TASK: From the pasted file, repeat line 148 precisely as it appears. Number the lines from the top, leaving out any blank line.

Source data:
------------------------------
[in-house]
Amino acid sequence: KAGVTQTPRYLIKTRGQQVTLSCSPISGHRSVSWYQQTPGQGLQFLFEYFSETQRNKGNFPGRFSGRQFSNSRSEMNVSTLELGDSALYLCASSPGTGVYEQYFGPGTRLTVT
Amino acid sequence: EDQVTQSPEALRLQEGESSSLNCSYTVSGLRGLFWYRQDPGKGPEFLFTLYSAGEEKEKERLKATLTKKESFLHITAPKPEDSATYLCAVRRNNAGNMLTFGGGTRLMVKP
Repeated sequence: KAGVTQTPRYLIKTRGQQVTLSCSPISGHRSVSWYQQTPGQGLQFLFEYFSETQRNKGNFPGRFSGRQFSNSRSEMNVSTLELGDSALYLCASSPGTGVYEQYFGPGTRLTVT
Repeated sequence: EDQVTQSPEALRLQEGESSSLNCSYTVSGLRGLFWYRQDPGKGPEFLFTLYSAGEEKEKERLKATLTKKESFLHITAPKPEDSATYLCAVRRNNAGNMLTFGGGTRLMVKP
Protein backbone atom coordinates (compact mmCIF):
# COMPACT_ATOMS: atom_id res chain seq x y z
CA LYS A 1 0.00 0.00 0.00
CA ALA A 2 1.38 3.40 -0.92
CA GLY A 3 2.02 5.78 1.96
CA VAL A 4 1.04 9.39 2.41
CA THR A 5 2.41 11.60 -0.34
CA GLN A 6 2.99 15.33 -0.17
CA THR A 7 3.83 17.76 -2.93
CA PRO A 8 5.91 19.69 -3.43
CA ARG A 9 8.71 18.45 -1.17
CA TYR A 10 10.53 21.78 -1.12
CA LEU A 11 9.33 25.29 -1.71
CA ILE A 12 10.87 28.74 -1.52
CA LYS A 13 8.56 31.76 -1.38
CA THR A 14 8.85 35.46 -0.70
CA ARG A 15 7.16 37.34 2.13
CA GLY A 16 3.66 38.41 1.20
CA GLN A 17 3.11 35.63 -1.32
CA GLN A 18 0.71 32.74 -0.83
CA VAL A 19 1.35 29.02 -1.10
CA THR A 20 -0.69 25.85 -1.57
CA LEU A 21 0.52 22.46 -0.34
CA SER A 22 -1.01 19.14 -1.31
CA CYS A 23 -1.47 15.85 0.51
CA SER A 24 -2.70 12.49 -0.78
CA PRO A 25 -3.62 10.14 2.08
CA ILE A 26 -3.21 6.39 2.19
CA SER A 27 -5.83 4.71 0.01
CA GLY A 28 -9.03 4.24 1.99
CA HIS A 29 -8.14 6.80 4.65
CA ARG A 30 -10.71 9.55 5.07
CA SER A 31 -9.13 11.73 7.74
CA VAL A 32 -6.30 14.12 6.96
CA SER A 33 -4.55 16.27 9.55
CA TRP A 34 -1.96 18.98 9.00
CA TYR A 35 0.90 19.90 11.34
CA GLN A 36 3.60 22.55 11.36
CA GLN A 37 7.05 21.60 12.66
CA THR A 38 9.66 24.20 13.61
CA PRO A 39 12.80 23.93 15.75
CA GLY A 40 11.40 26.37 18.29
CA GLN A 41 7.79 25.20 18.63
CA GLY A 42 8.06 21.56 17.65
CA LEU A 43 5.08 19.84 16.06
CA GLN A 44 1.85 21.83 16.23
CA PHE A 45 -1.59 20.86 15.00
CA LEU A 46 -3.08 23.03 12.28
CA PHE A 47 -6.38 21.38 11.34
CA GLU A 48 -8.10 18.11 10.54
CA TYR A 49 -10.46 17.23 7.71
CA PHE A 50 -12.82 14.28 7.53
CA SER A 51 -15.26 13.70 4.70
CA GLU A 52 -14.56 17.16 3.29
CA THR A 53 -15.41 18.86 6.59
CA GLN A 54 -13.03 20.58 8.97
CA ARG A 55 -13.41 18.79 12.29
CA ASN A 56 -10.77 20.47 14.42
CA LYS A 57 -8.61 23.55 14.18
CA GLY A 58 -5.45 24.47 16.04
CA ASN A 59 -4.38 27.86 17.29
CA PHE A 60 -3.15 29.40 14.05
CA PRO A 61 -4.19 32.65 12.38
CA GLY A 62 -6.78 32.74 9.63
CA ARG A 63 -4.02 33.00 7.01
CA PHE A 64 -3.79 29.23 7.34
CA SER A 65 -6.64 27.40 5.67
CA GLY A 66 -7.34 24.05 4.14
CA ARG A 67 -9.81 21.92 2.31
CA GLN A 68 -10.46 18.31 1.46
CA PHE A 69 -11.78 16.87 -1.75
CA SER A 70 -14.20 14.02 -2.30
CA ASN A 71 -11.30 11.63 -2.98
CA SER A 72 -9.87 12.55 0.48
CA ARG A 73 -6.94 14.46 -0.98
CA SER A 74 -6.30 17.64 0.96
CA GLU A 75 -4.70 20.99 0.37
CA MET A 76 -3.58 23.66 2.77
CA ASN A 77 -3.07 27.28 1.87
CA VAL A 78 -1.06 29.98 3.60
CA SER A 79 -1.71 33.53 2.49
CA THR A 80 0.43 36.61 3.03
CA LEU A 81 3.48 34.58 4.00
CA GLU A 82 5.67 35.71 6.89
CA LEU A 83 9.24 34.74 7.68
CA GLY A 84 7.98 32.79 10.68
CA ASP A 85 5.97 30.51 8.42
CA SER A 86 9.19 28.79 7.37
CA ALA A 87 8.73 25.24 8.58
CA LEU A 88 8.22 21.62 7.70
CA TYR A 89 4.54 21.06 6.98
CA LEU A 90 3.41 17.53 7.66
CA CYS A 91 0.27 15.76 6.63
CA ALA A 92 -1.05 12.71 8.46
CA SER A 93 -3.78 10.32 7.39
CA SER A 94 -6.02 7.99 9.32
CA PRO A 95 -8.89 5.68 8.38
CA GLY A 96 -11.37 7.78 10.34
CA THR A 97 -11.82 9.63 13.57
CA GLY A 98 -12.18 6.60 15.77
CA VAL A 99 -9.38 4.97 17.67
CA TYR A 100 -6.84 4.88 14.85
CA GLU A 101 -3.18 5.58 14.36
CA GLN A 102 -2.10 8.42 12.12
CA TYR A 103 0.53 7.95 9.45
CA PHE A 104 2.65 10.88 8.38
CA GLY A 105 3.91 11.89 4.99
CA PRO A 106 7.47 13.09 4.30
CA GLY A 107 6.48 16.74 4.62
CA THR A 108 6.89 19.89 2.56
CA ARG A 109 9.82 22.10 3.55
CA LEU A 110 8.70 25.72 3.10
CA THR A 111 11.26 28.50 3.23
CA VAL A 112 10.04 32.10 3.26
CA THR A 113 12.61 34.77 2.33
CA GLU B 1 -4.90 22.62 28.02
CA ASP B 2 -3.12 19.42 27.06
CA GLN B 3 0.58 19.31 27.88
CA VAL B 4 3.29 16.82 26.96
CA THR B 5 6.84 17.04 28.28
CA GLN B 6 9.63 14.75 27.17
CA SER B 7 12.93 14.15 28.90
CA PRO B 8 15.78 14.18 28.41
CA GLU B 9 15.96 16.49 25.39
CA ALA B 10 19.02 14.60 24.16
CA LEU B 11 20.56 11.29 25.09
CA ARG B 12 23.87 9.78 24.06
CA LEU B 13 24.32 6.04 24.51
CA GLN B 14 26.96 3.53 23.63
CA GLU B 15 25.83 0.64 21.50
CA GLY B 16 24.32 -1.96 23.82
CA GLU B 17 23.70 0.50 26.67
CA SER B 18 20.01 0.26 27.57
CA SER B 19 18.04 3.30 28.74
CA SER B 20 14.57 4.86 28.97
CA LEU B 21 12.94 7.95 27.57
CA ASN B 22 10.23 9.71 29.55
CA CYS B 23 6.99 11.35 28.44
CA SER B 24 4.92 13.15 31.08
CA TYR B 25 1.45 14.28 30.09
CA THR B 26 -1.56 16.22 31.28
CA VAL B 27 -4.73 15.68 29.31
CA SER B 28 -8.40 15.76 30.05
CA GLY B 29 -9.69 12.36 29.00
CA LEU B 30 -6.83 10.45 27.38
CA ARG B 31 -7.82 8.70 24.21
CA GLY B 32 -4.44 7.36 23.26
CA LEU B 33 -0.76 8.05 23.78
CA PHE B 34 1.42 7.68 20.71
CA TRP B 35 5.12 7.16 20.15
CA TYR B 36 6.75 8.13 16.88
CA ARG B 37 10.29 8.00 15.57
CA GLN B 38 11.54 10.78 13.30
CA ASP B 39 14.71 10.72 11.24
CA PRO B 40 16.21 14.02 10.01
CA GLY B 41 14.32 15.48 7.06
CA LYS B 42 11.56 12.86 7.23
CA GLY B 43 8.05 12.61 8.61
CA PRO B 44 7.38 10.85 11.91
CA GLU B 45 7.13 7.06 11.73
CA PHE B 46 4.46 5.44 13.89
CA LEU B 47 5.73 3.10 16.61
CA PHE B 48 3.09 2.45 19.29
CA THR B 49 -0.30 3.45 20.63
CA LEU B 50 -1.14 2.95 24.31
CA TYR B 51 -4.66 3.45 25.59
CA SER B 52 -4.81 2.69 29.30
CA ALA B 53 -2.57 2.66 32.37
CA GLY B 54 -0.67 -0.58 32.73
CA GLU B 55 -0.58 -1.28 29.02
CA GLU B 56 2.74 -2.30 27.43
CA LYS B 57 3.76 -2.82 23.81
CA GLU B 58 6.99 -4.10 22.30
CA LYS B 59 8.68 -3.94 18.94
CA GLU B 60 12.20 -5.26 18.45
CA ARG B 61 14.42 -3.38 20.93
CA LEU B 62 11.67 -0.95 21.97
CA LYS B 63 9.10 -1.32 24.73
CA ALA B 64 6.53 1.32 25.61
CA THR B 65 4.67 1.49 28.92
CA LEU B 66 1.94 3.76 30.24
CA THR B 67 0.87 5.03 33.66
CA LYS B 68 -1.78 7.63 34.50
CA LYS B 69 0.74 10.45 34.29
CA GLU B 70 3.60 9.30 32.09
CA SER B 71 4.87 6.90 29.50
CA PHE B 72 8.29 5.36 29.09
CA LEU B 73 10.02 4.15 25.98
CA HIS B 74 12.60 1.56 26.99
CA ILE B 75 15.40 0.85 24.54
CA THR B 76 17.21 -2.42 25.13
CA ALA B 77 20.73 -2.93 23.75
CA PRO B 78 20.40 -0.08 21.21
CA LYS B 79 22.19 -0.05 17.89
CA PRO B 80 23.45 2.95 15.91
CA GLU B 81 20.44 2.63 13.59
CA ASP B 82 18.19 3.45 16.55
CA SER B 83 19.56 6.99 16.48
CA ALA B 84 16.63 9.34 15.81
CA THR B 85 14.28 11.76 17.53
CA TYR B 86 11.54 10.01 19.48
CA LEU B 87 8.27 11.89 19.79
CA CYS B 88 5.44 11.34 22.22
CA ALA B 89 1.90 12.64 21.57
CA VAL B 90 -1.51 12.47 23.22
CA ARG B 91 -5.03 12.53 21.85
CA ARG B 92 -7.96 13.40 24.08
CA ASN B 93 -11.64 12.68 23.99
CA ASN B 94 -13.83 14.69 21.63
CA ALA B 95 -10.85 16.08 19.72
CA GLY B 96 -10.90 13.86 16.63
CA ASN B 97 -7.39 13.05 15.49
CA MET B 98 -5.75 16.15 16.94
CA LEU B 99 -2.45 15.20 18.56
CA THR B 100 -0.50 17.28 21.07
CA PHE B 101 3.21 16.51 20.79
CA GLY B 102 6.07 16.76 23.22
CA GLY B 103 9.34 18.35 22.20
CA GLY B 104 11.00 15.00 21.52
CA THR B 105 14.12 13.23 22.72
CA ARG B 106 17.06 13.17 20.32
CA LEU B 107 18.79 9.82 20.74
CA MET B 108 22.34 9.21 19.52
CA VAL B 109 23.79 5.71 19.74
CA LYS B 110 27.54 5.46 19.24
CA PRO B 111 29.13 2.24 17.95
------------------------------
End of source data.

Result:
CA SER B 28 -8.40 15.76 30.05